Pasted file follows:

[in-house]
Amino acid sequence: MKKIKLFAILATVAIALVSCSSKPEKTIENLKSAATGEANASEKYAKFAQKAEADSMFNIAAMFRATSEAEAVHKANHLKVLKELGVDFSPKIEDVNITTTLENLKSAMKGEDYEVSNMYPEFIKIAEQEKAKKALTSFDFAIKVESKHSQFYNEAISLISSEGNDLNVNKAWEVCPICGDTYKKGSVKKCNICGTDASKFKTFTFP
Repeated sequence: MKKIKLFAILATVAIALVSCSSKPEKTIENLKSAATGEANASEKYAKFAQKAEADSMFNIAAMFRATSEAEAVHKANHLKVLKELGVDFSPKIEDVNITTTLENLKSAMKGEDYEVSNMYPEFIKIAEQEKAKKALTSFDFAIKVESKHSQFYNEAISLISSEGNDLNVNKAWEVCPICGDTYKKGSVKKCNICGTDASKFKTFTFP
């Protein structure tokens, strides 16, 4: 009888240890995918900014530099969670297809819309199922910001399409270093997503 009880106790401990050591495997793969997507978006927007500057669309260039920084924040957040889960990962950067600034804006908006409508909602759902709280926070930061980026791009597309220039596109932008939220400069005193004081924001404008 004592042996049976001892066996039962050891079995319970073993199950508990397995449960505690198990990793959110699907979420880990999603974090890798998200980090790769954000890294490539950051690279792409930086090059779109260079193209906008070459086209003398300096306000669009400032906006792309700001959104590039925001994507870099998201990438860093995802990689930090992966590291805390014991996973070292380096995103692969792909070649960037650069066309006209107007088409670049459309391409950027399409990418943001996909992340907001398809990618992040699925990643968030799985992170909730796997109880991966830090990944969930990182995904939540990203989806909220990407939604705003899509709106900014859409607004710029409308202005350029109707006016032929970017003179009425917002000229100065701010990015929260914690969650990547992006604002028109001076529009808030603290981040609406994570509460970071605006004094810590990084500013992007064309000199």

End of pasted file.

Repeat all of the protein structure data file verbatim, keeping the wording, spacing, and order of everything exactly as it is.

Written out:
[in-house]
Amino acid sequence: MKKIKLFAILATVAIALVSCSSKPEKTIENLKSAATGEANASEKYAKFAQKAEADSMFNIAAMFRATSEAEAVHKANHLKVLKELGVDFSPKIEDVNITTTLENLKSAMKGEDYEVSNMYPEFIKIAEQEKAKKALTSFDFAIKVESKHSQFYNEAISLISSEGNDLNVNKAWEVCPICGDTYKKGSVKKCNICGTDASKFKTFTFP
Repeated sequence: MKKIKLFAILATVAIALVSCSSKPEKTIENLKSAATGEANASEKYAKFAQKAEADSMFNIAAMFRATSEAEAVHKANHLKVLKELGVDFSPKIEDVNITTTLENLKSAMKGEDYEVSNMYPEFIKIAEQEKAKKALTSFDFAIKVESKHSQFYNEAISLISSEGNDLNVNKAWEVCPICGDTYKKGSVKKCNICGTDASKFKTFTFP
């Protein structure tokens, strides 16, 4: 009888240890995918900014530099969670297809819309199922910001399409270093997503 009880106790401990050591495997793969997507978006927007500057669309260039920084924040957040889960990962950067600034804006908006409508909602759902709280926070930061980026791009597309220039596109932008939220400069005193004081924001404008 004592042996049976001892066996039962050891079995319970073993199950508990397995449960505690198990990793959110699907979420880990999603974090890798998200980090790769954000890294490539950051690279792409930086090059779109260079193209906008070459086209003398300096306000669009400032906006792309700001959104590039925001994507870099998201990438860093995802990689930090992966590291805390014991996973070292380096995103692969792909070649960037650069066309006209107007088409670049459309391409950027399409990418943001996909992340907001398809990618992040699925990643968030799985992170909730796997109880991966830090990944969930990182995904939540990203989806909220990407939604705003899509709106900014859409607004710029409308202005350029109707006016032929970017003179009425917002000229100065701010990015929260914690969650990547992006604002028109001076529009808030603290981040609406994570509460970071605006004094810590990084500013992007064309000199």